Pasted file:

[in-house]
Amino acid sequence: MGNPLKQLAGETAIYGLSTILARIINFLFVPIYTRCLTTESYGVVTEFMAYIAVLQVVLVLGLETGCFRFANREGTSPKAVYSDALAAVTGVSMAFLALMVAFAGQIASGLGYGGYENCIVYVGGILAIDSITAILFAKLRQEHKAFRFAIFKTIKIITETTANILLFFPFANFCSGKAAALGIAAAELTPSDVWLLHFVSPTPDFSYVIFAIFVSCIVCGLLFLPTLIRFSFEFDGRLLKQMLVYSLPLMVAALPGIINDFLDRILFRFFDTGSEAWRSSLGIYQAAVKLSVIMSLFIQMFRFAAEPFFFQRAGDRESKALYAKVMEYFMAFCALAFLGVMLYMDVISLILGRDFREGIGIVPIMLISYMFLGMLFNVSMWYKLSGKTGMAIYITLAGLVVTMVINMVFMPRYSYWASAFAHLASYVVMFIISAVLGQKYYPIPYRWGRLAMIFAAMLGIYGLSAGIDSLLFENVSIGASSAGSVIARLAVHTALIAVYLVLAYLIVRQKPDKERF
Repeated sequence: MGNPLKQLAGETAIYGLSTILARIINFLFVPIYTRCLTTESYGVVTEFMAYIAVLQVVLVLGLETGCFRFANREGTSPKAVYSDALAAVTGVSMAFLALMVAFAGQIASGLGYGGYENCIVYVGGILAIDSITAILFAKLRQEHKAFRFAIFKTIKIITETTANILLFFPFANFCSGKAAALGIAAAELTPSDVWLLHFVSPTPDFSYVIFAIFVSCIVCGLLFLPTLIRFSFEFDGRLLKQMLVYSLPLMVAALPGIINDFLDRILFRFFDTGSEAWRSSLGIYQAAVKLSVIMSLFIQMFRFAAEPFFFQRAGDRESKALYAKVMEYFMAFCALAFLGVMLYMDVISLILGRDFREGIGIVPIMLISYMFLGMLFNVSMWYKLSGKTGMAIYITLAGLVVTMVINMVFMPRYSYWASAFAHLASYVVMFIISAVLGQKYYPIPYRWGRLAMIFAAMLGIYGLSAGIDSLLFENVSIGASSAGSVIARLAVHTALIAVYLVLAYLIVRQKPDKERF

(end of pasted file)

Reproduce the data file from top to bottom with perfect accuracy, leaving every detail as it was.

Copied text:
[in-house]
Amino acid sequence: MGNPLKQLAGETAIYGLSTILARIINFLFVPIYTRCLTTESYGVVTEFMAYIAVLQVVLVLGLETGCFRFANREGTSPKAVYSDALAAVTGVSMAFLALMVAFAGQIASGLGYGGYENCIVYVGGILAIDSITAILFAKLRQEHKAFRFAIFKTIKIITETTANILLFFPFANFCSGKAAALGIAAAELTPSDVWLLHFVSPTPDFSYVIFAIFVSCIVCGLLFLPTLIRFSFEFDGRLLKQMLVYSLPLMVAALPGIINDFLDRILFRFFDTGSEAWRSSLGIYQAAVKLSVIMSLFIQMFRFAAEPFFFQRAGDRESKALYAKVMEYFMAFCALAFLGVMLYMDVISLILGRDFREGIGIVPIMLISYMFLGMLFNVSMWYKLSGKTGMAIYITLAGLVVTMVINMVFMPRYSYWASAFAHLASYVVMFIISAVLGQKYYPIPYRWGRLAMIFAAMLGIYGLSAGIDSLLFENVSIGASSAGSVIARLAVHTALIAVYLVLAYLIVRQKPDKERF
Repeated sequence: MGNPLKQLAGETAIYGLSTILARIINFLFVPIYTRCLTTESYGVVTEFMAYIAVLQVVLVLGLETGCFRFANREGTSPKAVYSDALAAVTGVSMAFLALMVAFAGQIASGLGYGGYENCIVYVGGILAIDSITAILFAKLRQEHKAFRFAIFKTIKIITETTANILLFFPFANFCSGKAAALGIAAAELTPSDVWLLHFVSPTPDFSYVIFAIFVSCIVCGLLFLPTLIRFSFEFDGRLLKQMLVYSLPLMVAALPGIINDFLDRILFRFFDTGSEAWRSSLGIYQAAVKLSVIMSLFIQMFRFAAEPFFFQRAGDRESKALYAKVMEYFMAFCALAFLGVMLYMDVISLILGRDFREGIGIVPIMLISYMFLGMLFNVSMWYKLSGKTGMAIYITLAGLVVTMVINMVFMPRYSYWASAFAHLASYVVMFIISAVLGQKYYPIPYRWGRLAMIFAAMLGIYGLSAGIDSLLFENVSIGASSAGSVIARLAVHTALIAVYLVLAYLIVRQKPDKERF